my wetsuit and heading for the Loggia by the lake for the race briefing.

At least I’d got to the briefing early!! And after a very pleasant chat with another competitor was beginning to relax. In fact I relaxed right up to the point where I realised that my ankle timing chip was not around my ankle!! Bollocks!!! In my frenzied setup, I’d completely overlooked this. Bang goes that pre-race chill – instead, I had a 600 Metre return sprint in wetsuit and bare feet to collect it from my Transition Bag. If nothing else, it was a good warm up!! I got back just as the briefing commenced.

Standing by the lake – with the brilliant morning sun creeping over the tree line and a gentle haze rising gently from the mill pond like surface – you could have been fooled into thinking that the water temperature was going to be almost bath like. That illusion was shattered however as soon as you entered the water. Taking the plunge and launching myself straight in from the starting pontoon was a huge shock to the system!! Seriously, I’ve never known cold like it – just putting your head into the water was like having daggers stuck into your face. But, to be fair, by the time the claxon sounded, my face was so numb that the pain was manageable.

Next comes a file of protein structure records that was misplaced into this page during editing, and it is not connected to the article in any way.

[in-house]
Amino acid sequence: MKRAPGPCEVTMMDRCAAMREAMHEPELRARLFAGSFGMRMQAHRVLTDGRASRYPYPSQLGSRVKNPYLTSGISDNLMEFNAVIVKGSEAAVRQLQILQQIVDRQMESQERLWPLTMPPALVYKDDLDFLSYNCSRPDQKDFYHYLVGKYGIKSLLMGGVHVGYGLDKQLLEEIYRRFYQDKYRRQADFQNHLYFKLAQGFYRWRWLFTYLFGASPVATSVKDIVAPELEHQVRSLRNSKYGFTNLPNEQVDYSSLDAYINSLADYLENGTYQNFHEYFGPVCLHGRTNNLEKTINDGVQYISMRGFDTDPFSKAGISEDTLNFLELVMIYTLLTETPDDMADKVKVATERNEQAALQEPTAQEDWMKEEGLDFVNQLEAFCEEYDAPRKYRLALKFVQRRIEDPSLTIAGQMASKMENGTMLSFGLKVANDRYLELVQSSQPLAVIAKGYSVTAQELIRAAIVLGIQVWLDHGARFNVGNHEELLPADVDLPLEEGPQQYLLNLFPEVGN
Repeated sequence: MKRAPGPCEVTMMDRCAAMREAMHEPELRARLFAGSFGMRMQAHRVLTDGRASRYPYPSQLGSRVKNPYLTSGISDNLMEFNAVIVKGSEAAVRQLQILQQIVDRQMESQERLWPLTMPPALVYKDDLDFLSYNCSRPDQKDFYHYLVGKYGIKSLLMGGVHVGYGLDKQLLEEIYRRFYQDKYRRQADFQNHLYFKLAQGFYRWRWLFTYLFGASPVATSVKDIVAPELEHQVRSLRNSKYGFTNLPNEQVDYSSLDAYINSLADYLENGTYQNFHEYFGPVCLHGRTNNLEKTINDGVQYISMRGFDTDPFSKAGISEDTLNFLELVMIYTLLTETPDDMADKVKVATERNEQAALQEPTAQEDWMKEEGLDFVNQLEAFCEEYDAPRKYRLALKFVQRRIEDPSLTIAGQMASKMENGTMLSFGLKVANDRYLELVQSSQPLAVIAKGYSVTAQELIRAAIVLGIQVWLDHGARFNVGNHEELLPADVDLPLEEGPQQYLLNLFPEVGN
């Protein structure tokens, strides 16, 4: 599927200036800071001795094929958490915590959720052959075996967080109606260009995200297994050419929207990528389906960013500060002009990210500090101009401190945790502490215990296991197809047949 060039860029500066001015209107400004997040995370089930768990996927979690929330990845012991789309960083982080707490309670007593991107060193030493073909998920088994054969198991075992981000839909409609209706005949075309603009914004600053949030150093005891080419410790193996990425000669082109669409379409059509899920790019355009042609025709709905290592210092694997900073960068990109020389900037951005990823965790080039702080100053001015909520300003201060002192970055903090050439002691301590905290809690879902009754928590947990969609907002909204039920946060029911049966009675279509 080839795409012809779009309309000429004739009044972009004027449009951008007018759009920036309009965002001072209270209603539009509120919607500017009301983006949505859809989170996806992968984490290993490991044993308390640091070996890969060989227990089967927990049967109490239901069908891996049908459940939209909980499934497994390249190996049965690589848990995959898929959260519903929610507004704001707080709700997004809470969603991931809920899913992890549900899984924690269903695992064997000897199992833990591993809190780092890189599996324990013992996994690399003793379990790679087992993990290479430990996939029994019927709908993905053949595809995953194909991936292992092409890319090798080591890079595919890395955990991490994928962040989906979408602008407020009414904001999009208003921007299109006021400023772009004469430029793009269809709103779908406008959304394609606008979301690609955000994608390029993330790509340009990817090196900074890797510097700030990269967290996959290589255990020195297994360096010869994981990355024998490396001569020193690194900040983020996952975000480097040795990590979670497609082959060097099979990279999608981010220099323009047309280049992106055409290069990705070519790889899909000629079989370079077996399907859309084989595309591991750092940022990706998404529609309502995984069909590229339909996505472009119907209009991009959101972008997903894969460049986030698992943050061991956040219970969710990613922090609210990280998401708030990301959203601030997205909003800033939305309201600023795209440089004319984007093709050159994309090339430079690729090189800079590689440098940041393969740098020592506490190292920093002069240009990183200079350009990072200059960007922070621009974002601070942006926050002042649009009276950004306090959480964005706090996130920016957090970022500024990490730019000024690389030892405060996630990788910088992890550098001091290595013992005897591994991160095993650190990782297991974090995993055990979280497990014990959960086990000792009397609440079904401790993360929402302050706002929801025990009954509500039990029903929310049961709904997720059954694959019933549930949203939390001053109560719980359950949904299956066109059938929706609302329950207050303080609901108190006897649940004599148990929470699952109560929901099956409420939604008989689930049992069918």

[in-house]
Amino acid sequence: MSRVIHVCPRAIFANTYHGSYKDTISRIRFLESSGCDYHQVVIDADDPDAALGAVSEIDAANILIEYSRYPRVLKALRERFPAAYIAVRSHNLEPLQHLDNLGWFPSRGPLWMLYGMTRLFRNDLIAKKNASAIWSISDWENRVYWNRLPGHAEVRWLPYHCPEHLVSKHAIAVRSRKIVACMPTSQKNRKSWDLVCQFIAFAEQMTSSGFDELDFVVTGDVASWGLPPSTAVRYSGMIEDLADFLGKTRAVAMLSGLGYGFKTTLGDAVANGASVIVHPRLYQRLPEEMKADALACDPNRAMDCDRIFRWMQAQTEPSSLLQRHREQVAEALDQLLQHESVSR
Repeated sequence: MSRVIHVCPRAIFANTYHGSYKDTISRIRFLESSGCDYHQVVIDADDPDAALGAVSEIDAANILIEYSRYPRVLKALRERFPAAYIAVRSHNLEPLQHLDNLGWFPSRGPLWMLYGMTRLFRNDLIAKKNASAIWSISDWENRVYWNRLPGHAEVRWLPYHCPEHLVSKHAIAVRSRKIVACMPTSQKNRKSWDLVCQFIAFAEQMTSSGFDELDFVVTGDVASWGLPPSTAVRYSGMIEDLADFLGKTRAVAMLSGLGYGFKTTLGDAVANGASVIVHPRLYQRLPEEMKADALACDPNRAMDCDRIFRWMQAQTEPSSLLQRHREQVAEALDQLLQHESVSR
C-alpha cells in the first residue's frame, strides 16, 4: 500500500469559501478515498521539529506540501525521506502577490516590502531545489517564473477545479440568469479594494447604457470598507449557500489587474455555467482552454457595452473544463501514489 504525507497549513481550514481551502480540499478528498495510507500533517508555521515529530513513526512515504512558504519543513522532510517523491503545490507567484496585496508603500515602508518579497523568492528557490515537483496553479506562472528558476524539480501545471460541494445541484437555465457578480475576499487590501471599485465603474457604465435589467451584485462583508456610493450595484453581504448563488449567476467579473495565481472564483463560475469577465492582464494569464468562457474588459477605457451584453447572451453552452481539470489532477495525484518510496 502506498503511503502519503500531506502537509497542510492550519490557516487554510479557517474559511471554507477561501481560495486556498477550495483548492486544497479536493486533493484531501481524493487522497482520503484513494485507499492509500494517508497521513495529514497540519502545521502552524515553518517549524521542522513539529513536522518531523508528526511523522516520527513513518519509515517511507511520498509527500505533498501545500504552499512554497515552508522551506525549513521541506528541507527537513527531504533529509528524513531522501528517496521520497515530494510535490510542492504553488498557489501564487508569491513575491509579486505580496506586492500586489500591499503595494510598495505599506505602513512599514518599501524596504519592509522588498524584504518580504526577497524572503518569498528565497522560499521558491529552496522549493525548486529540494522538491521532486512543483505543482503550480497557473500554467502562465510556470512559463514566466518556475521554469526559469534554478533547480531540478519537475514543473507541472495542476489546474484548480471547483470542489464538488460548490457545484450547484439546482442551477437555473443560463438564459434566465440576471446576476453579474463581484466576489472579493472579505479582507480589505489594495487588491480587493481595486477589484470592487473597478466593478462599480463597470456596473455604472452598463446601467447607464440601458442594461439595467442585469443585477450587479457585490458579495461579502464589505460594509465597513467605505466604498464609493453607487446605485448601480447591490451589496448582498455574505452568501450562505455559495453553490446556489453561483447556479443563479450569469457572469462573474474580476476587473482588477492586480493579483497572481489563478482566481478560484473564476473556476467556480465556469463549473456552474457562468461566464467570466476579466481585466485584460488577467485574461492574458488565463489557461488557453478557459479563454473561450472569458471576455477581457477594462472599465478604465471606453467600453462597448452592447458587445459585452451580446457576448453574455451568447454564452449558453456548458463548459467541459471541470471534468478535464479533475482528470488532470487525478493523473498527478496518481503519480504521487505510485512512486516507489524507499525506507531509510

I love this swim. If you’ve not done it, it’s worth booking a Tri at Hever for on its own. Out across the castle lake and then, for the Gauntlet competitors, a turn in the far corner to bring you back across and into the River Eden. You basically then follow the river all the way back to the Loggia where you will be dragged from the water by the Speedo Swim Crew.

After 400 Metres I was settled into a steady rhythm and absolutely loving my new Huub wetsuit. Keeping with the pack I was being a bit lazy with my sighting though – using other competitors as my reference rather than whipping my face back out of the water for a regular check on the buoys. That strategy worked almost right up to the far corner turn where a few of us gave ourselves a very meandering route to the far buoy. From there, I became more diligent – looking out for myself so to speak.

As you make the turn into the river the water becomes very shallow. At one point I honestly thought I’d have to stand and walk because there was so little depth. But once into the river section you are back in a deeply dredged channel which is far more relaxing.